Although some contagious illnesses may be relatively rare in your home country, it may not be the case abroad, and particularly in the tropics. It’s important for the health of your family to check which vaccines you all need to receive as children and adults.
It is wise not to listen - to conspiracy theories around mythical attempts by governments to control the population through vaccinations. Many vaccinations could be considered as a miracle of modern science that have helped to protect our children from serious illnesses and complications resulting from preventable diseases.
The Center for Disease Control in the United States recommends that you have your routine vaccinations up to date.
First things first. Check to see if you have the following vaccines. If not, it might be time to get your family’s vaccines or boosters. Below is the list of the six most important vaccines for you to consider while living in Thailand and a handy chart to match the ages of your family.
The BCG, or Bacille Calmette-Guerin, is used to prevent childhood tuberculous meningitis and miliary disease. Many British over the age of 25 will remember the scary experience of queueing with their fellow petrified classmates for this dreaded needle in high school. Not anymore. Most countries now administer the vaccine to infants and Thailand is no different. Most foreign-born people will have been vaccinated.
HepB protects against hepatitis B (infection of the liver). This virus is transmitted through bodily fluids. It may be acquired through sexual contact, contaminated needles and blood. This is why most states require the HepB vaccination for a child to enter school. It is administered in three shots; the first shot given at the time of birth.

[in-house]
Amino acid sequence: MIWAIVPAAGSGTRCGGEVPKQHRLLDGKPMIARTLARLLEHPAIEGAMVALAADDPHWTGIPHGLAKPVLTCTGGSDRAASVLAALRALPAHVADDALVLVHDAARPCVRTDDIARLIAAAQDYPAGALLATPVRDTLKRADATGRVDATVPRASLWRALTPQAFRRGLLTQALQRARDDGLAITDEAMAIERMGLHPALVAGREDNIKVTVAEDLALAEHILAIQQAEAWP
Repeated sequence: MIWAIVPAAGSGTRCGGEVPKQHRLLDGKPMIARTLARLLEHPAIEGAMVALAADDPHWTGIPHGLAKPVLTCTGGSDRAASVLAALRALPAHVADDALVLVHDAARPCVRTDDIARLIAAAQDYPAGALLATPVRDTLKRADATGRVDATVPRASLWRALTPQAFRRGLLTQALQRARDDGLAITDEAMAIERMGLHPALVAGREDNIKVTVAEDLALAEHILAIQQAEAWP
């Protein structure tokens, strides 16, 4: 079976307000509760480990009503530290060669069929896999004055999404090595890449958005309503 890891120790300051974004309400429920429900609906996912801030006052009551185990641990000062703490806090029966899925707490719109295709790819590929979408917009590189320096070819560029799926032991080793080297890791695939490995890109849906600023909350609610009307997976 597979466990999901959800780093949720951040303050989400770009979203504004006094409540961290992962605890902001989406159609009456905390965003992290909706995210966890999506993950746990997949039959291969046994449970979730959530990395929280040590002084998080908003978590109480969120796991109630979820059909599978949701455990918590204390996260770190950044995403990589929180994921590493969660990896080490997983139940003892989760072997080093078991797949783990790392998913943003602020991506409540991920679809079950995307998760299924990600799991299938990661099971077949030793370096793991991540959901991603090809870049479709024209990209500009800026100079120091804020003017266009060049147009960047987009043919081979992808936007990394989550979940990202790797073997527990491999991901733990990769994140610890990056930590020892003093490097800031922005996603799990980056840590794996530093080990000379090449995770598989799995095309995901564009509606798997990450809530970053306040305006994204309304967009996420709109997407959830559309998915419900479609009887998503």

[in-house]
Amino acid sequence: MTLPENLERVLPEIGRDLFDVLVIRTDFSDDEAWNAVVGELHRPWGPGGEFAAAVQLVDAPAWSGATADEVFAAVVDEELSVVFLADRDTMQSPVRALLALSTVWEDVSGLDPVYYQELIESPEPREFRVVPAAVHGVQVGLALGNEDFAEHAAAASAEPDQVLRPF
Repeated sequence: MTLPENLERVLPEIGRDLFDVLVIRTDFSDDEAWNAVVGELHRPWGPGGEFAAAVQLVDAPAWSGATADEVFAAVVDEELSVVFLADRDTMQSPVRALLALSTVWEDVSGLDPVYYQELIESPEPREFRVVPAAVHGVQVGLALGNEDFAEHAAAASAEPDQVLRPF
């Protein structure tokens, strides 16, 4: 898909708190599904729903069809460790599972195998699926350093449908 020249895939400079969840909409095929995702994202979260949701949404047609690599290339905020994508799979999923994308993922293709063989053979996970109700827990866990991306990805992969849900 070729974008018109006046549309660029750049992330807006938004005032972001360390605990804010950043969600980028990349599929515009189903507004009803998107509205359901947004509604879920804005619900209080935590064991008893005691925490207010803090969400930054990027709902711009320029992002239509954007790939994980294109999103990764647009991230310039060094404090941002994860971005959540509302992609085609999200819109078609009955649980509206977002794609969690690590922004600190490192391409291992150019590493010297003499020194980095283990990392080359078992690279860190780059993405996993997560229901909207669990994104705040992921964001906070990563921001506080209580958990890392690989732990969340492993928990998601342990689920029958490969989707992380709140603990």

DTaP protects against diphtheria, tetanus, and pertussis (whooping cough). It requires five doses during infancy and childhood. DTaP boosters are then given during adolescence and adulthood.
IPV protects against polio and is given in four doses. According to the World Health Organization of the United Nations, the South-East Asia Region has maintained its polio-free status since 2011.
MMR protects against measles, mumps, and rubella (German measles). MMR is given in two doses. The first dose is recommended for infants between 12 and 15 months. The second dose is usually given between ages 4 and 6 years. However, it can be given as soon as 28 days after the first dose.
Japanese Encephalitis or JE, is common in Asia. JE can cause encephalitis (inflammation of the brain), which can be deadly. JE is not found in areas such as North America, Europe and Australia, and thanks to the JE vaccine, travellers rarely contract the disease. Dr. Gerard Lalande, our in-house doctor, says it is wise for western expatriates to consult a local paediatrician to discuss the rationale of the JE vaccination for their young children.
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